These nuts with a surprise inside were found in the home of a KGB agent in the 1980s in West Germany. After his arrest, the German Intelligence Agency and the Criminal Police Office searched the spy’s apartment. Nothing was found, but one of the officers had the idea to check the nuts, which were “quietly” lying in a bowl on the table. Most of them were no different from ordinary ones, but for some reason a couple of nuts stood out from the “crowd” with their smaller sizes. So the OTP pages were found, on each - 60 5-digit groups of characters.

    In the picture above, the X-rayed walnut plate: organic objects are orange and green, and the inorganic object is blue. In addition to using X-rays, it was possible to find "surprises" by determining their weight, they were much lighter than their natural counterparts.

    How to equip a reliable cache with minimal cost?

    It was already unreasonable to use handbags, cases and suitcases for hiding places, because the double bottom is a very old device that is easily determined at the first inspection. Because there was a mass of objects that at first glance are far from being kept secrets.

    Fake bolt

    This ordinary metal bolt is actually a cache, which has been successfully used in the spy craft. Such objects are usually used by agents to transfer small items, messages. They do not attract much attention, and therefore are safe.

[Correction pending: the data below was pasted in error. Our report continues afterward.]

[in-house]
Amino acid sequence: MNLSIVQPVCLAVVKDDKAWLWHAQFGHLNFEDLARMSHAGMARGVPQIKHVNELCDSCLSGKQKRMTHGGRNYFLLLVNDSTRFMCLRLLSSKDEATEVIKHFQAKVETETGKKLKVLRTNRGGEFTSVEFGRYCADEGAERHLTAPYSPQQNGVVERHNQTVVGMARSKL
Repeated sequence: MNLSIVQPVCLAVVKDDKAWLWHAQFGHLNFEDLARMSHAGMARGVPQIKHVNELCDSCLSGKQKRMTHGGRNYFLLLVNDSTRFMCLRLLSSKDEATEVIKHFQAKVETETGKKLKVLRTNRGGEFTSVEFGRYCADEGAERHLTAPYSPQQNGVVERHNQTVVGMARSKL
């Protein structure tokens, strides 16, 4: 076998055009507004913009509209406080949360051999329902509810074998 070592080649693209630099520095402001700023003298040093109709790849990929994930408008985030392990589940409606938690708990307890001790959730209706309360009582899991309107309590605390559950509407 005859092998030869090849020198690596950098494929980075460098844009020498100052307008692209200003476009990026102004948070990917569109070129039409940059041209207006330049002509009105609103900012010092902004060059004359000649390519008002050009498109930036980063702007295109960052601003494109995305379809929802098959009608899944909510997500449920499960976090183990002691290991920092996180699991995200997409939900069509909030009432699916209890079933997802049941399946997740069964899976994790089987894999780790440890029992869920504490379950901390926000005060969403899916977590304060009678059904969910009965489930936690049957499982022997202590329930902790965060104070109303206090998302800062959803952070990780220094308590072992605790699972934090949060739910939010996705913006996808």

In the closed state, the device looks like a normal, nondescript metal bolt. However, in fact, this bolt has a secret compartment for storing secret messages, or even for hiding small things, such as money, cryptographic keys, tables, secret contact details, instructions, and even a small computer chip. Such a bolt is waterproof. Such devices were very popular during the Cold War, it is likely that they are still used by spies today.


    Using small items that you usually carry with you for a cache can be a sensible idea, but maybe not.
    During the Cold War, agents used hollow coins as caches and kept secret codes, messages, microfilm, or poison in them, in case of emergency. CIA agents have successfully used such a device in the form of a silver coin. It differed from the usual in terms of weight, although in practice it was difficult to feel it. It was possible to open it only when pressing a certain point on one of the sides of the coin.